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EPA Issues First Renewable Fuels Standard Ruling: A Collective 2.78% for 2006

The Environmental Protection Agency has announced its first rulemaking under the provisions of the Renewable Fuel Standard (RFS) program as authorized in the Energy Policy Act of 2005.

The Act directs EPA to issue RFS regulations by 8 August 2006, and provides that if EPA has not adopted such regulations by that date, then 2.78% of the gasoline sold or dispensed to consumers for calendar year 2006 must be renewable fuel. The RFS volume standard specifies 4 billion gallons of renewable fuel in 2006.

EPA does not believe that it can meet the August 2006 statutory deadline. EPA is therefore establishing a limited set of regulations adopting that initial 2.78% target, thereby providing those liable for its implementation—refiners, importers, and blenders—some guidance. This first ruling is designed to provide a smooth transition to the long-term RFS program.

RFS Volumes
YearBillion Gallons
2006 4.0
2007 4.7
2008 5.4
2009 6.1
2010 6.8
2011 7.4
2012 7.5

In adopting the 2.78% target, EPA is determining compliance on a collective, rather than an individual, basis for 2006. Under this approach, refineries, blenders, and importers together will be responsible for meeting the default 2.78% standard, and compliance with this standard will be calculated over the pool of gasoline sold to consumers.

An individual refinery, blender, or importer will not be responsible for meeting the 2.78 percent standard for the specific gasoline it produces. EPA will determine compliance after 2006 using gasoline and renewable fuel consumption data available from the Energy Information Administration, supplemented by information readily available from other sources.

With this short-term resolution, biodiesel appears to be in a little bit of statutory limbo. Both the default standard and the annual standard to be met under the long-term program are expressed in the statute in terms of percent renewable fuel in gasoline (and clearly, biodiesel is not blended into gasoline). The long-term program will allow for biodiesel integration in the program through credit trading, but the default standard provision (the EPA’s 2.78% for 2006) does not specify the manner in which use of biodiesel is to be counted towards compliance. However, EPA, says, “for the purposes of this rule we believe it is appropriate to include biodiesel in the pool of renewable fuel used to determine compliance with the default standard.”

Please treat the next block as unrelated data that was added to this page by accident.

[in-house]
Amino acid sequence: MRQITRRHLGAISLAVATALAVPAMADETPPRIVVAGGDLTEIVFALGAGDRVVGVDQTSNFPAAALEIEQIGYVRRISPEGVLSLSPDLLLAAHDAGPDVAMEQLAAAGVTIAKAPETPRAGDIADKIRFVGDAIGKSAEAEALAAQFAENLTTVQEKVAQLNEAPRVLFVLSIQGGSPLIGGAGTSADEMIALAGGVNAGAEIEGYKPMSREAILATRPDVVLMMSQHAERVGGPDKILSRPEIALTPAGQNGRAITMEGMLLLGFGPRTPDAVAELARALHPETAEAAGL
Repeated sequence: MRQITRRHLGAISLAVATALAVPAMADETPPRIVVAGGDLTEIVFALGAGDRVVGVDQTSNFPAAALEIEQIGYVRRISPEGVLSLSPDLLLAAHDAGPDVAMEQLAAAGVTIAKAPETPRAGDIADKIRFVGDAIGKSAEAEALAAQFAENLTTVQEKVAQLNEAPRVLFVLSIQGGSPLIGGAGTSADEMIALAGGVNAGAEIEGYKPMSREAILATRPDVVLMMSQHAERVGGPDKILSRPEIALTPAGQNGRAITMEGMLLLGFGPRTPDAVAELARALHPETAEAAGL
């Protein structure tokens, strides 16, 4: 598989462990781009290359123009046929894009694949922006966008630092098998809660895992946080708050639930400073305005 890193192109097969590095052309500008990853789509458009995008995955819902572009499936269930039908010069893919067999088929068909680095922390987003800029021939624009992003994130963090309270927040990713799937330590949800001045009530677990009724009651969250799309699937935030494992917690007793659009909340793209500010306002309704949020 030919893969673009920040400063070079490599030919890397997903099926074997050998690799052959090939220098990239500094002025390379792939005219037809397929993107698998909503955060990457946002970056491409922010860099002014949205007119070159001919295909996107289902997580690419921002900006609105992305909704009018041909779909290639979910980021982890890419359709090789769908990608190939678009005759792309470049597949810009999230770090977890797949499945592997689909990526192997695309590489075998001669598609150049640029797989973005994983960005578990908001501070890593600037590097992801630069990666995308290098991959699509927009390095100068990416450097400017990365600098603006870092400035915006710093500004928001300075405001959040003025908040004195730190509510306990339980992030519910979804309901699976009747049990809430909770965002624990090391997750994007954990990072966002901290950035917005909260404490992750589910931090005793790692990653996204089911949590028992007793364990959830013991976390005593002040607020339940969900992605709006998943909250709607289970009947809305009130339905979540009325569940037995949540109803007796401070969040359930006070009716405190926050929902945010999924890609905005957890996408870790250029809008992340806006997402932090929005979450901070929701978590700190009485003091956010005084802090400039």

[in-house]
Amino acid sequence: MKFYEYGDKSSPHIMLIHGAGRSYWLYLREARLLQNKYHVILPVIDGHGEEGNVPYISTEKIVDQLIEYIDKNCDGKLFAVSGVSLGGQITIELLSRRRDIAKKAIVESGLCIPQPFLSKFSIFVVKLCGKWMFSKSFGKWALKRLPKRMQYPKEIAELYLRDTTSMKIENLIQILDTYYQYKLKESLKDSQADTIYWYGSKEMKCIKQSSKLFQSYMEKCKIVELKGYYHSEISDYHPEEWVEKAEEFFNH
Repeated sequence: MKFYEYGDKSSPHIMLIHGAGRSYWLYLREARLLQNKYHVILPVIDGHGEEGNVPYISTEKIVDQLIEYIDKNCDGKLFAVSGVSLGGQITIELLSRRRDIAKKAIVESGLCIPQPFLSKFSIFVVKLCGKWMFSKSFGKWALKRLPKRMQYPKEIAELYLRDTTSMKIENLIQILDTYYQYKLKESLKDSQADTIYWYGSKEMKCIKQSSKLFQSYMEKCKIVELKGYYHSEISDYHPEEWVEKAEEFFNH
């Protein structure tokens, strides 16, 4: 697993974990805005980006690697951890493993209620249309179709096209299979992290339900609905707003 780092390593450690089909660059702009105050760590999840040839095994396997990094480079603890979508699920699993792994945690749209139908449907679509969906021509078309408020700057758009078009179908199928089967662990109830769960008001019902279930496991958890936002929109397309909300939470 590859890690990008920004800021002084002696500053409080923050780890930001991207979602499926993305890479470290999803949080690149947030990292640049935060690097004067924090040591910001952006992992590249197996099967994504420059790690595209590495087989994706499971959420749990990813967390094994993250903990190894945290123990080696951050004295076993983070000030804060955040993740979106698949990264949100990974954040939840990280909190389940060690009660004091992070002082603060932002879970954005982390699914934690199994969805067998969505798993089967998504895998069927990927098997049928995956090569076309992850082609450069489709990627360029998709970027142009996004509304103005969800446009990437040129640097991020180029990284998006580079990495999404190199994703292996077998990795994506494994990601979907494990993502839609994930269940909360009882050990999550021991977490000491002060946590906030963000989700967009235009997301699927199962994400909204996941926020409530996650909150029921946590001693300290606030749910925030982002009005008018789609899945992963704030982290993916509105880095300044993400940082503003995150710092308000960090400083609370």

If EPA determines that the default standard had not been met in 2006 on this collective basis, any deficit will be carried forward and applied as an adjustment to the standard for 2007. The regulations implementing the default standard for 2006 will not include any provisions for credit generation or trading, given the collective nature of the obligation.

The default standard of 2.78% provided in the Act applies exclusively to calendar year 2006, and the collective compliance approach will likewise apply only to 2006. For 2007 and beyond, EPA will determine and publish the applicable renewable fuel standard for each year and develop a renewable fuel standard credit trading program per statutory direction.

This rule will specifically identify liable parties, lay out the compliance program including record keeping and reporting requirements, and delineate all elements of the credit trading program. All these and many other issues impacting the full RFS program will be addressed in a subsequent EPA rulemaking and are not discussed in the direct final rule.



tom deplume

Crystal Flash, a Grand Rapids based fuel distributor is mixing a small amount of soy based biodiesel into some of its gasoline. They claim it improves the lubricity which will prolong fuel system life and give cars better mileage. I'm considering an experiment to test the mileage claim in the next few months.

marlowe johnson


biodiesel does in fact increase lubricity; this is a big concern these days with the shift to ultra low sulphur diesel (ULSD) since sulphur is also a lubricant. Whether or not you will be able to detect a difference in fuel economy will of course depend on how well you'll be able to control for other factors (e.g. driving speed) and how big your sample is. Also, keep in mind that most fuel distributors (in northern states) will restrict biodiesel blends to between 2-5% to avoid cold-flow problems. I suspect that you won't find any measurable difference, but would love to hear about the results regardless.

p.s. I'm assuming you meant to say that they were mixing the biodiesel with diesel fuel not gasoline.


joe zupancic

we make biodiesel at work and are considering mixing 10% biodiesel with gasoline and trying it in out shop truck. my question is this, do you have any idea what the max percentage would be for mixing of bio with gas for normal operations? we currently run 5 trucks with 75% bio and 2 trucks with 100% bio, so we know it is very good and usuable. any comments will be appreciated

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